Q I’m HR manager of the trading arm of a government department that closed last year. The closure provided me with lots of experience in change management and I’m now working on a project to review our policy on secondments. My own post has been formally ‘at risk’ of redundancy since last February. I have applied for voluntary redundancy but have been rejected for being ‘re-deployable’. Should I sit it out and wait for the right job?
A Ultimately, your decision will involve some careful soul-searching. If you respect and enjoy working for your current employer, perhaps you should talk to the senior manage-ment to get commitment about the type of role you want to take on, and avoid inconsistent project work.
Alternatively, if you believe that the situation is likely to remain unchanged, you risk getting stuck in a rut. There are risks if you stay in this situation indefinitely:
If you do not feel your role is valuable to the organisation, and you’re not being recognised for the work you describe as ‘odd projects’, there is a risk you will lose confidence in your own ability. This will affect your performance at subsequent interviews and could prevent you finding a desirable new role.
You will lose touch with the day-to-day challenges of an operational HR role, such as employment law, commercial drivers and the working practices that are assimilated in the workplace, almost without noticing.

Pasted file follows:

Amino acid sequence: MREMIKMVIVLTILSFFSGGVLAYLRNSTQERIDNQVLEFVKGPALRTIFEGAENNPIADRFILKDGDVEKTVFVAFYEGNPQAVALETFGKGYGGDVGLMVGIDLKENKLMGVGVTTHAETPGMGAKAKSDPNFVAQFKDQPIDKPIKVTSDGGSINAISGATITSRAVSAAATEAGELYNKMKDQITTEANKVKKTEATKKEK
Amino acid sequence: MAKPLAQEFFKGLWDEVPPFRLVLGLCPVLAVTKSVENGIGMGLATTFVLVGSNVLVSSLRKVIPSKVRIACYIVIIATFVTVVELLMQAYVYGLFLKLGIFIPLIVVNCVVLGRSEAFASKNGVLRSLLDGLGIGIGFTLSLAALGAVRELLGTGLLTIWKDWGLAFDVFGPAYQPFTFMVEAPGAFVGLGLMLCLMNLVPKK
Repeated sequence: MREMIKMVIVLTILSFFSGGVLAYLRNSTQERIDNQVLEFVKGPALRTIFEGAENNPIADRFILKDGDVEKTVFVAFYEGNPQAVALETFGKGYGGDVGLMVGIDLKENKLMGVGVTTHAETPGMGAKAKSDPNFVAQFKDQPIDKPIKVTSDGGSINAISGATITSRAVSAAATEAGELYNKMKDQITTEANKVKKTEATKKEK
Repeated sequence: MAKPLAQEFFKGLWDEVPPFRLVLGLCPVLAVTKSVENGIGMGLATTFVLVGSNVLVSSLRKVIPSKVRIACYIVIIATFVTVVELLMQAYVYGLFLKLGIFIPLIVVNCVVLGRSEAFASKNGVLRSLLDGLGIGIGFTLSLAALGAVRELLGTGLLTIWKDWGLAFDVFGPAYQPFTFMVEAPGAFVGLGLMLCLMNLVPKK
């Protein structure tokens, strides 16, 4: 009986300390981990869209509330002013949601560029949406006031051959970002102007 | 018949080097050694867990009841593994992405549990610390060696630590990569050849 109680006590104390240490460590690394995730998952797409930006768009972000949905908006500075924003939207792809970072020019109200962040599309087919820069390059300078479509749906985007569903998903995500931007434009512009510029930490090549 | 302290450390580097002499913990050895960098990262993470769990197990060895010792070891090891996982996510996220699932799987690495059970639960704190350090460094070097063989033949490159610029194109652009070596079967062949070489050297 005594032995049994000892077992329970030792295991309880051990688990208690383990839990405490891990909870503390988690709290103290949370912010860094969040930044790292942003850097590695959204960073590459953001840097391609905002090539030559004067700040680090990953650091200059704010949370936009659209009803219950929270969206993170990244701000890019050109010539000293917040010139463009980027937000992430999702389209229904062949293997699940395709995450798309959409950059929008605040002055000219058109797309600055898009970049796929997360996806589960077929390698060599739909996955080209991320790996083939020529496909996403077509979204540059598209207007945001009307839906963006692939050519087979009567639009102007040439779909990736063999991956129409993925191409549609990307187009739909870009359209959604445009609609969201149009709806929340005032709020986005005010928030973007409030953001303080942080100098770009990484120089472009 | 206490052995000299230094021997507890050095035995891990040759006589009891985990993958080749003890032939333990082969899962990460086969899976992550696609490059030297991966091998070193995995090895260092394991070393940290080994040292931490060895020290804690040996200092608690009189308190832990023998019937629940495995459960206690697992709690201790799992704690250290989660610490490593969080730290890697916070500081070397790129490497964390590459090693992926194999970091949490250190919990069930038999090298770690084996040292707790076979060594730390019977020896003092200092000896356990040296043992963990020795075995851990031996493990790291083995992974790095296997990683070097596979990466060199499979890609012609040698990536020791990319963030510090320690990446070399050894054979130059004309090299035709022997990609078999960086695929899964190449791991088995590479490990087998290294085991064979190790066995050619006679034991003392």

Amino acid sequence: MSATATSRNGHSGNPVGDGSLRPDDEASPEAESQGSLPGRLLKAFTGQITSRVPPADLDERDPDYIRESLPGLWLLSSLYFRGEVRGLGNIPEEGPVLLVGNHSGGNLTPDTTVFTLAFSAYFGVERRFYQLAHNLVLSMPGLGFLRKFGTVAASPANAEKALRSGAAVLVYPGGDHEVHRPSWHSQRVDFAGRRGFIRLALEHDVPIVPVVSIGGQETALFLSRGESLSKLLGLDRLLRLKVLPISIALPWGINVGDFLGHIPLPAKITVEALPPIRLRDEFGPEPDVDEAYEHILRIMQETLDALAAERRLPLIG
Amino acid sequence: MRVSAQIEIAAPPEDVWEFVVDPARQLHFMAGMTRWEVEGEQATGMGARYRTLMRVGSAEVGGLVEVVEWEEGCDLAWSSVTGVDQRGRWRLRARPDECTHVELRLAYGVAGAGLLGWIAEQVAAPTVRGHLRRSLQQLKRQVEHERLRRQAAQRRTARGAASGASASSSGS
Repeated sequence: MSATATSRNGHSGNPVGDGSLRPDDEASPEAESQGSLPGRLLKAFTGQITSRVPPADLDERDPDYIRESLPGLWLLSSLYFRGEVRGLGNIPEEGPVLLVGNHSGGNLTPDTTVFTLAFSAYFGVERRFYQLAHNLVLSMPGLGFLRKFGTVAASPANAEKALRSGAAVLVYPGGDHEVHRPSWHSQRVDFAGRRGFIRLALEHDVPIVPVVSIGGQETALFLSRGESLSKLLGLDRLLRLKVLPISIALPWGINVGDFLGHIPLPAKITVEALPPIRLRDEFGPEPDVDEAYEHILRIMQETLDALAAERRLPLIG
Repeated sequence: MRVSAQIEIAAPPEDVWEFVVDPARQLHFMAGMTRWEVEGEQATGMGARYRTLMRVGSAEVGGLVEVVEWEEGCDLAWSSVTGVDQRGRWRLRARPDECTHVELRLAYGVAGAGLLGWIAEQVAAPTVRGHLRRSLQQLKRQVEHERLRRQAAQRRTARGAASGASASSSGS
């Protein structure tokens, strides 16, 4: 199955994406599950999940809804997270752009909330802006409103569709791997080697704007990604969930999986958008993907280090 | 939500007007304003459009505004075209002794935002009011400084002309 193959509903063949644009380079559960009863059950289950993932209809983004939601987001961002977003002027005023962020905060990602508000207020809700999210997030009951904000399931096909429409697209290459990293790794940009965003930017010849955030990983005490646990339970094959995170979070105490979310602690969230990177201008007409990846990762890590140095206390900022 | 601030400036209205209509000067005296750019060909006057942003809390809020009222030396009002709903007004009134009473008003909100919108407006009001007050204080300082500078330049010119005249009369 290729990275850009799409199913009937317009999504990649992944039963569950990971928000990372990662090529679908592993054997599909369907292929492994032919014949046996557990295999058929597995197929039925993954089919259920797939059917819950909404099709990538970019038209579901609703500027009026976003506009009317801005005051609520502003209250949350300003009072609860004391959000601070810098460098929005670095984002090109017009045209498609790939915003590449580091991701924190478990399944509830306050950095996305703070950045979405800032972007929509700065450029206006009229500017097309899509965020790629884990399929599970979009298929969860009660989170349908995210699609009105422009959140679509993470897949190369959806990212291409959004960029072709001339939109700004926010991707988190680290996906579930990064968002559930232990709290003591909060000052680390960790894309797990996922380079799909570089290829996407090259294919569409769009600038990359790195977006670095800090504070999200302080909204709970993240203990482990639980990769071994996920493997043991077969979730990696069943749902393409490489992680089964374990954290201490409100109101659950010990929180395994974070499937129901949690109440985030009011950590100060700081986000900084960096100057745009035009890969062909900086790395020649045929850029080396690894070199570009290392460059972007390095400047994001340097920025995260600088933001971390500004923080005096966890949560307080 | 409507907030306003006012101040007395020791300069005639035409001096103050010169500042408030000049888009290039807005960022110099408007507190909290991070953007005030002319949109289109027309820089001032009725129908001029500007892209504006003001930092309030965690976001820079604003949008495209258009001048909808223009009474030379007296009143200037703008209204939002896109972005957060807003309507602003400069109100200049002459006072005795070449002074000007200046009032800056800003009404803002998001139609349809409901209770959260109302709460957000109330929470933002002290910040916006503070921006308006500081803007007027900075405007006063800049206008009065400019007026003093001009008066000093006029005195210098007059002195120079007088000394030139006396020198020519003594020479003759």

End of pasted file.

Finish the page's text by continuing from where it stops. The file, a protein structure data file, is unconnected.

You need to stay positive and work on a revised CV that focuses on the new skills you have acquired as a result of the change management and secondments projects. These will be attractive skills to a potential employer, when combined with your broader operational HR skills.
Once your CV is prepared, draw up a target list of potential employers, perhaps from your network or who you have had dealings with in the past, those involved in similar work to your own government department or those who are undergoing significant change.
Interim work will expose you to new environ-ments, and your project skills will be attractive to employers searching for interim talent. You could consider additional training outside your work environment while in your current role. Taking the initiative to learn a new skill or to update yourself in an area that will be relevant will certainly improve your ‘marketability’.
Most employers will value your choice to be proactive in developing your career, broadening your ‘HR toolkit’ rather than remaining reactive to your current situation.
By Lynne Hardman, managing director, Hays Human Resources